En EspaŅol

Q. Who is Mr. Smarty Plants?

A: There are those who suspect Wildflower Center volunteers are the culpable and capable culprits. Yet, others think staff members play some, albeit small, role. You can torture us with your plant questions, but we will never reveal the Green Guru's secret identity.

Help us grow by giving to the Plant Database Fund or by becoming a member

Did you know you can access the Native Plant Information Network with your web-enabled smartphone?

Share

Ask Mr. Smarty Plants

Ask Mr. Smarty Plants is a free service provided by the staff and volunteers at the Lady Bird Johnson Wildflower Center.

Search Smarty Plants
    
 
See a list of all Smarty Plants questions
Can't find the answer in our existing FAQs, submit a question to Mr. Smarty Plants.
Need help with plant identification, visit the plant identification page.
 
rate this answer
3 ratings

Tuesday - August 28, 2007

From: Williamsburg, VA
Region: Mid-Atlantic
Topic: Propagation
Title: Grooming and propagation of Bee Balm
Answered by: Barbara Medford

QUESTION:

I planted our first Bee Balm [Mornarda didyma] bush a month ago. I`ve watered it daily and it is growing well with many runners apparent. Should I be deheading or pinching regularly? Should I cut it back [how high from the ground] in the Fall? If I want to put it`s runners elsewhere in the garden, should I just pull up some runners and replant them in other areas or stick them in water for awhile before replanting? Thanks for your suggestions.

ANSWER:

Monarda didyma (scarlet beebalm) is a profilic and easily propagated plant, attractive to hummingbirds and butterflies. It is always a good idea to deadhead plants, pulling or snipping dead flowers off, before they go to seed, unless, of course, you intend to gather seed. However, if a plant is allowed to go to seed, the blooming will be reduced or stopped. Every plant has just one objective: to make more of itself. The purpose of the blooms is to permit fertilization in order to produce seeds. When there is no more need for seeds, there is no more need for flowers. So, snip away, and tidy the plant up as you go, removing dead stems or brown leaves, to help reduce insect or disease damage. This also addresses your question on cutting the plant back in the fall; just keep trimming off the stems as they die, and leave the low rosette of leaves.

Late summer is not, however, the right time of year to be doing propagation. You can take softwood cuttings in late spring and produce more plants. Another way is to divide mature clumps (those rosettes of leaves that you left to winter over) in the spring before they put up new stems. At least in Central Texas, where we are located, monardas can be almost invasive, so you'll probably find that increasing the number of plants you have is fairly simple.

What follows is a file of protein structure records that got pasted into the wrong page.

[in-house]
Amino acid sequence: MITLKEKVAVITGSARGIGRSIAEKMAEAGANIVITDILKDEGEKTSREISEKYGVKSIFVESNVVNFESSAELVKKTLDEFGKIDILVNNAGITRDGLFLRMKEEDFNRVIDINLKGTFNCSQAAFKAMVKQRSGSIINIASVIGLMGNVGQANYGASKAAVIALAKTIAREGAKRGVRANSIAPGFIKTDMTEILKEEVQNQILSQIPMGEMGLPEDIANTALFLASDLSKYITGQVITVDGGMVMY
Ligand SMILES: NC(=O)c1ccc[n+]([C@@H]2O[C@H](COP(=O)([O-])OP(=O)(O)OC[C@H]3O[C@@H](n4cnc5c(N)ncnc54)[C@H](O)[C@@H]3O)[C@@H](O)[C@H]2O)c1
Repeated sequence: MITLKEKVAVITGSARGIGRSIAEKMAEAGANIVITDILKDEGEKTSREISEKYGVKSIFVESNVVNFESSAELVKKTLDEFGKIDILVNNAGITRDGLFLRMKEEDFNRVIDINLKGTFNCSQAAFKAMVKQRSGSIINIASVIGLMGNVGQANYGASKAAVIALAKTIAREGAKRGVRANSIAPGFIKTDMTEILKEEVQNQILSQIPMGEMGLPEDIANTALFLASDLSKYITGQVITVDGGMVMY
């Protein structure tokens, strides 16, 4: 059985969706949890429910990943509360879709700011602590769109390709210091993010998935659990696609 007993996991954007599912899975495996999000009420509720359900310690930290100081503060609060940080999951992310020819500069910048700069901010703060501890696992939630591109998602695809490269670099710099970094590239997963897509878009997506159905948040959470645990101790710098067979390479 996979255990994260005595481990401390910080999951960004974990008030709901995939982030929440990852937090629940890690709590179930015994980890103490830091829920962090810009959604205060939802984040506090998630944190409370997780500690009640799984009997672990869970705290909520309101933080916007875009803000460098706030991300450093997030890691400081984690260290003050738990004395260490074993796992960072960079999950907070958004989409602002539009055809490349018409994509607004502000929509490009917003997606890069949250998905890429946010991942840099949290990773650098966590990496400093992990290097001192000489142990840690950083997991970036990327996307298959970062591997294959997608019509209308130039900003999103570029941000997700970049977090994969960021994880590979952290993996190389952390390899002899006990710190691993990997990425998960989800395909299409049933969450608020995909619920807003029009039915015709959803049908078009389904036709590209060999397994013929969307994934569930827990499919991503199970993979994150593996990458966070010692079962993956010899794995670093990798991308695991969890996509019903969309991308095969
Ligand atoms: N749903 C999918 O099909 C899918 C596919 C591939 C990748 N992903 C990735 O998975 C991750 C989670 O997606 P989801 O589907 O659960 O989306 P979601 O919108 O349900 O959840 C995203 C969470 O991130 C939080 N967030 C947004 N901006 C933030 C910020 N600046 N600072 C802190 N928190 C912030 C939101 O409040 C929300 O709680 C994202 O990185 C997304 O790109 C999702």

Monarda didyma

 

 

More Propagation Questions

How to propagate Clematis texensis in Austin, TX?
May 14, 2012 - How do I propagate a Clematis texensis Buckl. Scarlet leatherflower from the seed pod?
view the full question and answer

Does Monarda citriodora, lemon beebalm, self-fertilize?
March 09, 2008 - Does Monarda citriodora produce its seeds from cleistogamous flowers? Thank you
view the full question and answer

Propagation and transplanting of Vernonia lindheimeri
April 10, 2007 - I have located a wooly ironweed plant and have taken some seeds to start. This is the only ironweed I have seen. Any suggestions on how to start the seed? Also, if development of the property appea...
view the full question and answer

Prosopsis velutina (velvet mesquite), Larrea tridentata (creosote bush), rain smell
October 02, 2007 - I am an El Paso native living in Plano TX. I terribly miss the smell of rain in El Paso and have learned that this smell is due to the velvet mesquite tree and also the creosote bush, among other thi...
view the full question and answer

Spreading bluebonnets in pasture from Ledbetter TX
April 29, 2013 - I've found a small patch of bluebonnets in my back pasture in Ledbetter, tx. What is the best method of encouraging their spread across the pasture? I've heard that one can pull up the plants and ...
view the full question and answer

Smarty Plants's Facebook profile Support the Wildflower Center by Donating Online or Becoming a Member today.

Mr. Smarty Plants wants you to be his Facebook friend. Click the Facebook icon to add yourself to Mr. Smarty Plants list of friends.
E-NEWSLETTER | BECOME A MEMBER | DONATE NOW | MEDIA | SITEMAP
© 2014 Lady Bird Johnson Wildflower Center